Indian Journal of Palliative Care
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MEDIA REVIEW
Year : 2004  |  Volume : 10  |  Issue : 1  |  Page : 30-31

Palliative care education by Munnabhai MBBS


Greenfield Centre, Stoke-on-Trent, United Kingdom

Correspondence Address:
Santosh Chaturvedi
Greenfield Centre, Stoke-on-Trent
United Kingdom
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Source of Support: None, Conflict of Interest: None


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How to cite this article:
Chaturvedi S. Palliative care education by Munnabhai MBBS. Indian J Palliat Care 2004;10:30-1

How to cite this URL:
Chaturvedi S. Palliative care education by Munnabhai MBBS. Indian J Palliat Care [serial online] 2004 [cited 2020 Aug 5];10:30-1. Available from: http://www.jpalliativecare.com/text.asp?2004/10/1/30/13899


It is a challenging task to educate the general public and health care professionals about palliative care. One often meets resistance or discouragement. Discussing the care of the terminally ill and issues related to dying with patients and their families is a sensitive task for palliative care professionals. They have found it even more difficult to sensitise health care professionals about adequate pain and symptom relief, about communication issues and collusion, and about giving thought to the patient's quality of life. The recent Hindi Bollywood comedy Munnabhai MBBS seems to achieve this difficult task effortlessly, quietly and in a most entertaining manner! Breaking bad news, collusion, dignity and quality of life, and staff stress are some of the important palliative care themes which emerge in this movie.



Some common problems related to the difficulty of communication are depicted in this film. For example, a doctor asks a young boy who is unaware of his cancer whether anybody from his family can come and see the doctor. Then the doctor mumbles that the boy should have come earlier. The patient asks why he should have come earlier, and so the bad news is broken without much preparation and the doctor is in deep trouble. Other common and difficult questions follow - questions like "how much time do I have?" And "why me?" Of course, the doctor has no clue on how to respond and the movie reiterates how important it is for health professionals to have good communication skills. The actual methods employed by the hero to improve this dying person's quality of life can hardly be recommended, but the lesson is clear - meeting simple requests and needs can go a long way. There is the usual Bollywood dance sequence with song lyrics that remind us that "one should live twice as intensely when life is short," and that one should "add life in moments rather than add years to life" - so apt for palliative care and so reminiscent of the saying "add life to years and not years to life."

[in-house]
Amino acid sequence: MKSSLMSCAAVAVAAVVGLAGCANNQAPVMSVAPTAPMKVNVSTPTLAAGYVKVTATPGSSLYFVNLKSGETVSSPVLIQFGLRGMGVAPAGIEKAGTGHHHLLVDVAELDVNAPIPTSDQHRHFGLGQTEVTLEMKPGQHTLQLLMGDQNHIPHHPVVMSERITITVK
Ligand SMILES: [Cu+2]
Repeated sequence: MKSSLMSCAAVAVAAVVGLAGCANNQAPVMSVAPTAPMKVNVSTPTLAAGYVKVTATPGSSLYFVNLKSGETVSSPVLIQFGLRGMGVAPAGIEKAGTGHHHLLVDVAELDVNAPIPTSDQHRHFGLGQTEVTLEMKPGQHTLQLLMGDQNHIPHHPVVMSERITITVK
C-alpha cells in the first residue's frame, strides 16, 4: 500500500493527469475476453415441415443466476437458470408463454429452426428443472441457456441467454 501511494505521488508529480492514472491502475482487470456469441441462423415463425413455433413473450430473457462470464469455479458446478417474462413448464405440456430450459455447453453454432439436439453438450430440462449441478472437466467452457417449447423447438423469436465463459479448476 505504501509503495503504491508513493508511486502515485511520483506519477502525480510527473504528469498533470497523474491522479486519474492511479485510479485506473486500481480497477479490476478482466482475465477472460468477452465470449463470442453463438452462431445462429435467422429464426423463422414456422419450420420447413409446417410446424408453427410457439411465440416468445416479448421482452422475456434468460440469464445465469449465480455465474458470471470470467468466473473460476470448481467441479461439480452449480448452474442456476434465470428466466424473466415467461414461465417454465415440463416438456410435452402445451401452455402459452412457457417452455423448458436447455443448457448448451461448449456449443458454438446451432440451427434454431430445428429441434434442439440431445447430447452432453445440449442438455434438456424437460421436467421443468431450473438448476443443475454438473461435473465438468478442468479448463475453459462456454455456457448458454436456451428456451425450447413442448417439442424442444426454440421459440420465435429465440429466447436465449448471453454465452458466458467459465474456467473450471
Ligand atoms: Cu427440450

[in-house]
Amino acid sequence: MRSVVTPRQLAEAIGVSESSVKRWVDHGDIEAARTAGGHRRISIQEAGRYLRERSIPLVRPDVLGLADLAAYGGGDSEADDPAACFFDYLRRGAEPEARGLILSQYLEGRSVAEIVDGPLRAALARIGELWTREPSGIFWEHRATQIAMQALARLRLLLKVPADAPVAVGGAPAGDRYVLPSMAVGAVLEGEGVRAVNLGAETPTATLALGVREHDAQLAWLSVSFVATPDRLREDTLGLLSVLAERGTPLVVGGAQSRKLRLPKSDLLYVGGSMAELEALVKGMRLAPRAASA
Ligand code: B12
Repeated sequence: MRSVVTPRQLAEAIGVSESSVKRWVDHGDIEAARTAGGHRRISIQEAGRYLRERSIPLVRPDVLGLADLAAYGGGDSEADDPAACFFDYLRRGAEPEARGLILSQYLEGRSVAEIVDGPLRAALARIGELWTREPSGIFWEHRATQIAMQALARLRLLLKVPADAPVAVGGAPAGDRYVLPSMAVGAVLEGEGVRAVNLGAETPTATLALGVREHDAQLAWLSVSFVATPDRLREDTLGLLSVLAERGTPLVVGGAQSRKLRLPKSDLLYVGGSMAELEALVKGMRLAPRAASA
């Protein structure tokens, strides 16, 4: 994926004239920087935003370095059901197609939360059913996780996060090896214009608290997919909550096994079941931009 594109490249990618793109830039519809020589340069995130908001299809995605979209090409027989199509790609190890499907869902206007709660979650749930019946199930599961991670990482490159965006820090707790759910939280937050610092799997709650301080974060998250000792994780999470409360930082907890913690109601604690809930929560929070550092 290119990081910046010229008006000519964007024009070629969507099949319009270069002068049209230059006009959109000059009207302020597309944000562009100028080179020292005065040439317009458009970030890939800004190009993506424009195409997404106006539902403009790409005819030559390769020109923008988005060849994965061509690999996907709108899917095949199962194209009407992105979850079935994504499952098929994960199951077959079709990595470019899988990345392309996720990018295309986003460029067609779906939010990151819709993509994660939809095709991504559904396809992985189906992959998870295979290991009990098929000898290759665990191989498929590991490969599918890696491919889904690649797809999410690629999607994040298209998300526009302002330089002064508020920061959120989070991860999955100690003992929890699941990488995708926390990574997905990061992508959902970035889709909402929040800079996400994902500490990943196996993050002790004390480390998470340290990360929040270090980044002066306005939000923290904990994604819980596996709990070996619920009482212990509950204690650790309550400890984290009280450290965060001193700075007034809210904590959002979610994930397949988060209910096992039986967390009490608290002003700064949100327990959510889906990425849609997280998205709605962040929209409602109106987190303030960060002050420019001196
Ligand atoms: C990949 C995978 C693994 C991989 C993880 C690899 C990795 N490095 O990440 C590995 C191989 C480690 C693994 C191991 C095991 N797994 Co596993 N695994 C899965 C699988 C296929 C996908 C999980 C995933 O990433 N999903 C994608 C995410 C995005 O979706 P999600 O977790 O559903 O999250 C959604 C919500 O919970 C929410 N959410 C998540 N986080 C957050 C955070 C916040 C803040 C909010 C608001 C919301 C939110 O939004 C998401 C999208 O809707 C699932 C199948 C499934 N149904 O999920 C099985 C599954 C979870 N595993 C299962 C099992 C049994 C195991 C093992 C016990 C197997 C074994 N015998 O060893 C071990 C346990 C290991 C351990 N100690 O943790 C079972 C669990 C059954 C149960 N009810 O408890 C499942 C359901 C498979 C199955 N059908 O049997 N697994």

The movie also emphasises the patient's dignity and the need to address him by his name rather than calling him a "subject" as a doctor in this movie did. Similarly, the movie shows how respecting colleagues showing gratitude, and acknowledging the role of each person in an organisation goes a long way in the prevention of staff stress. There are also humorous illustrations of how tension, stress, and life's troubles can be handled by a hug, a simple touch, and some empathy. The movie also makes the point that during emergencies, attending to the patient immediately is more important than filling up forms and getting tied down by formalities.



Most of the Hindi speaking populace has probably seen this film. It is a must for all those involved in palliative care because it offers some common sense tips for palliative care education and practice.



This movie borrows from 'Patch Adams', another movie for those who are interested not only in cure, but in care.




 

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Online since 1st October '05
Published by Wolters Kluwer - Medknow